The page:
This pair are Quakers, i.e. people who seriously believe in applying the absolute law of love in time and the world. No man who is not a saint can do this; Ishmael has first to be made conscious through this pair of the discrepancy between Heaven's time and Jerusalem time, and then to be warned against falling into either of the two temptations which follow the moment one is so conscious - either of frivolity i.e. taking the contradiction too lightly, which is what Peleg does, or, more seriously, of hypocrisy, i.e. of pretending that there is no contradiction and that one is living in Heaven's time, which is what Bildad does. Bildad's besetting vice is avarice, which is the spritual version of cannibalism. He does not eat men, but he exploits them to the death. Avarice is worse than cannibalism because the latter is limited by natural appetite - you cannot eat more than a certain amount of flesh - but avarice has no limits - there is no end to the accumulation of money.

Father Mapple's Sermon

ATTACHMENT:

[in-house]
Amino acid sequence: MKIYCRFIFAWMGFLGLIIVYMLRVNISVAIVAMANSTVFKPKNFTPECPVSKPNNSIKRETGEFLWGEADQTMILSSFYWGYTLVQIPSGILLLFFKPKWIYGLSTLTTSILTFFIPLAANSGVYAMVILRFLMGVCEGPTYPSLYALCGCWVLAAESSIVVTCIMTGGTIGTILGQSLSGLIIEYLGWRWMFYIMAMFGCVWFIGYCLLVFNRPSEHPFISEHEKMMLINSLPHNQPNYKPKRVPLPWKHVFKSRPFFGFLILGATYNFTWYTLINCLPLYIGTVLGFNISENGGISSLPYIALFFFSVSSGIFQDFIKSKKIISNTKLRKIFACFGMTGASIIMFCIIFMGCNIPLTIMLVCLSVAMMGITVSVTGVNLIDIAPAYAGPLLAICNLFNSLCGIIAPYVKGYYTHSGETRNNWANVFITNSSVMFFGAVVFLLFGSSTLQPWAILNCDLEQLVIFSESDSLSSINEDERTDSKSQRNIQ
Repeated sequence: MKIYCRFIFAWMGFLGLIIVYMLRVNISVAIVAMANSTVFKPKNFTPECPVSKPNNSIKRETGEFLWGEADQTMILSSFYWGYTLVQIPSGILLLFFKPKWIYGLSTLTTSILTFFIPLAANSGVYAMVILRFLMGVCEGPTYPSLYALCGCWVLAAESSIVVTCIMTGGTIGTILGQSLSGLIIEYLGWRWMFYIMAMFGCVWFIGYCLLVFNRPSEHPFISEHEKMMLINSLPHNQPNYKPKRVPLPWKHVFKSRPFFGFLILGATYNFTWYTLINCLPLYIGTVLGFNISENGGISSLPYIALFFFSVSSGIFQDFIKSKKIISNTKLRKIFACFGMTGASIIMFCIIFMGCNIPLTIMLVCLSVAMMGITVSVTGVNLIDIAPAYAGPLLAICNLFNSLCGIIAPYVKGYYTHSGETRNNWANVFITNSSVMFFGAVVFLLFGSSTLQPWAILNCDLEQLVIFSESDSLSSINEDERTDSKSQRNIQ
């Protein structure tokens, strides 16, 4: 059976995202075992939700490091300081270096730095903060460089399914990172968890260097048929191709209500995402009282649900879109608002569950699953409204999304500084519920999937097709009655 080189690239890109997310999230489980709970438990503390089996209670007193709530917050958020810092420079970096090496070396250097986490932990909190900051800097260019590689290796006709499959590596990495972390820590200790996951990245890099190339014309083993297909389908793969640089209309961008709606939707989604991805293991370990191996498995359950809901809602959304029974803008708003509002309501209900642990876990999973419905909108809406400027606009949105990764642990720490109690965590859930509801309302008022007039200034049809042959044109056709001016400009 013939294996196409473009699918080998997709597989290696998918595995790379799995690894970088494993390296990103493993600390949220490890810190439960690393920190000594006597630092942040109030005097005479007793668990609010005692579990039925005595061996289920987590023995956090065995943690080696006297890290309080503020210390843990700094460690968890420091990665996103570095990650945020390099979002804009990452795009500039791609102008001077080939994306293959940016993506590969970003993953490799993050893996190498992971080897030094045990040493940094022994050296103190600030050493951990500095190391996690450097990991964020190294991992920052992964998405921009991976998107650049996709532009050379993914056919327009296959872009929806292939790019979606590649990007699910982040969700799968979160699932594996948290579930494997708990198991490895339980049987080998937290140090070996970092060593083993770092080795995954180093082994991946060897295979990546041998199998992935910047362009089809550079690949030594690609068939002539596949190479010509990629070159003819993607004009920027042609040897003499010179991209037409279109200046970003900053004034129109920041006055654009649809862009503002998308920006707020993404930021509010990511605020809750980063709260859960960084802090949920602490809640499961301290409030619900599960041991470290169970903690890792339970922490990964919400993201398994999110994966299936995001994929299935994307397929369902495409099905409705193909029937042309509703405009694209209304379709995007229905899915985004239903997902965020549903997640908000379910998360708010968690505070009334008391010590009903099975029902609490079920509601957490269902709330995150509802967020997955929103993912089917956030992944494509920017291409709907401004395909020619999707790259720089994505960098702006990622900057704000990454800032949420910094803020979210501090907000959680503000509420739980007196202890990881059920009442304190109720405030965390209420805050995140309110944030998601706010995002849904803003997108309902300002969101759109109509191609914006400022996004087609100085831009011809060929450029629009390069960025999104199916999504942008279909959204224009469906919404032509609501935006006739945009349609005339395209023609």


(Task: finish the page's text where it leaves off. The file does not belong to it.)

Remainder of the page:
Standing apart from Ishnael's other tests is Father Mapple's Sermon. This is not, as has sometimes been said, a magnificent irrelevance, but an essential clue to the meaning of the whole book. The story of Jonah is the story of a voyage undertaken for the wrong reasons, of learning repentance through suffering and a final acceptance of duty. Jonah has ethical authority, i.e. he knows the Word; he is called upon to become more than that, to become an ethical hero with absolute passion, i.e. a religious hero; he flees from the divine command out of aesthetic pride, a fear that he will not be listened to and admired, not be an aesthetic hero. He is punished for his refusal by being confronted with the really aesthetically great, the storm and the whale, compared with which the greatest emporor is a puny weakling, and then, in the whale's belly, he is deprived even of the one gift he had, his ability to hear the Word. Humbled, he does not despair but repents and trusts in God whom he can no longer hear. God forgives him, he is cast up on the land, and sets off to fulfill his vocation.